National Security & Defense

The Return of Preemption

Obama shows the fallacy of always leaving force as a last resort.

Months after leaving the Pentagon nearly nine years ago, I wrote in NR (“Before They Go Nuclear . . .”) that the Bush administration’s Europe-led sanctions strategy would lead to an Iranian nuclear weapon. Why? Because of the implicit understanding among the U.S. and its European partners that force was off the table as long as further sanctions could be imposed.

The Obama administration has always insisted that force is on the table “if diplomacy fails.” But it has also insisted that strikes would only slow the Iranian program down. That’s of a piece with the rest of the administration’s approach, which appears to reject any notion of “coercive diplomacy.” The president is a faithful believer that diplomacy depends on dialogue and mutual understanding, and that “pressure” is provocative and therefore undermines diplomacy.

That was the standard Democratic-party line in the 1980s, and it was thoroughly refuted by Reagan’s success in rolling back the Soviet Union and its satellites in places like Nicaragua. But the “accommodation” style of diplomacy has deep psychological roots (imperialist guilt perhaps?) and is apparently impervious to falsification.

That’s easy enough for conservatives to understand. Most conservatives grasp that diplomacy needs leverage, and that leverage must sometimes include the threat of force in order to shape the adversary’s cost-benefit analysis.

What conservatives often don’t understand is that force is often most effectively and humanely employed at the start of a dangerous development, precisely in order to preserve stability and the chances for diplomacy. The amount of force required to stabilize a situation that is just starting to slide down a slippery slope is often much less than the force that will be required to reverse the situation later.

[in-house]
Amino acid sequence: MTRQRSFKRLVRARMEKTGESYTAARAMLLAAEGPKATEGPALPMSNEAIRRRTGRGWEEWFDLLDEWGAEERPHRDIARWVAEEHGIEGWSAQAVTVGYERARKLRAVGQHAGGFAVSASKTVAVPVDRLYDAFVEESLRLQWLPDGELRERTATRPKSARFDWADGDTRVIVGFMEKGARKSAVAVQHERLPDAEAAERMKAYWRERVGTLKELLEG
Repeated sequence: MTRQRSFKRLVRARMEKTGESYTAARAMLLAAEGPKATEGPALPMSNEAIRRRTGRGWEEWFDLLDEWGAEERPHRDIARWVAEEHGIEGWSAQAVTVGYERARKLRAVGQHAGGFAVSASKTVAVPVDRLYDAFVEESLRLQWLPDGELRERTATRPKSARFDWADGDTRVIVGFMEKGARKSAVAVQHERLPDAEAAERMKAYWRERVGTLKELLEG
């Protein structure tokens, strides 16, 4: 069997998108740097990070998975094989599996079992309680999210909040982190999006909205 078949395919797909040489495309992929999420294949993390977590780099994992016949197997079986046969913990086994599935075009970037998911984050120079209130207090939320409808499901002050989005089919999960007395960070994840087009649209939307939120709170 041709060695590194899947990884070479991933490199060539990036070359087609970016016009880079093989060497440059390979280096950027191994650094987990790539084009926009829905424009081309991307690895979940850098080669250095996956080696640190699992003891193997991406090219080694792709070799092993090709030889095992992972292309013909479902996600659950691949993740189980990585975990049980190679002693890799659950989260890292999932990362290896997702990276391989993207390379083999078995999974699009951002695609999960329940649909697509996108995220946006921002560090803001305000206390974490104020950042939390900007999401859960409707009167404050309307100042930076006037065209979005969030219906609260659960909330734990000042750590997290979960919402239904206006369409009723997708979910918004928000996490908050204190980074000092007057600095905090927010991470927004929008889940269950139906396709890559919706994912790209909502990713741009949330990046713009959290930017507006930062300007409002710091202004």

Early preemption is often justifiable on grounds of simple proportionality. If two military options will prove equally effective, you should use the one that involves the lesser amount of force, and the lesser risk for collateral damage. The force needed to stop an Iranian program that consisted of a single pilot enrichment facility above ground with only 144 centrifuges inside (i.e., the situation in 2006) was much less than the force required to stop an Iranian program that consists of thousands of centrifuges and a large stockpile of fissile material in reinforced bunkers deep underground.

This analysis is what justified Israel’s strikes on the nuclear reactors in Iraq in 1981 and Syria in 2007. Israel struck before the reactors were operational, because waiting any longer would have meant bombing a live nuclear reactor, with the environmental disaster of nuclear fallout.

However unwittingly, the Obama administration implicitly recognized the necessity of early preemption when Secretary of State John Kerry testified to the Senate Foreign Relations Committee recently that we have no choice but to accept large-scale uranium enrichment by Iran now because the Bush administration failed to stop Iran’s enrichment program in any way. That analysis may actually be correct. Left unsaid was his own support for the strategy that failed to stop Iran, or just how Iran could have been stopped without force.

Reinforcing diplomacy with the credible threat of force just might have resolved the Iran nuclear crisis without firing a shot. And there were lots of things we could have done militarily without even destroying the pilot facility. Recall that in a coercive-diplomacy mode, the objective of both the threat and use of force is not to destroy Iran’s nuclear program, but to dissuade Iran from pursuing it further. 

In other words, in a strategy of coercive diplomacy, the range of military options runs the gamut of capabilities, including things at the lower end that leave Iran with plenty to lose, and therefore dissuade Iran from retaliating. For example, we could have bombed a refinery or oil-storage facilities. Demonstrating a willingness to use force, and a willingness to cut the regime off from things that it needs immediately, would have dramatically altered the regime’s cost-benefit analysis with respect to the nuclear program.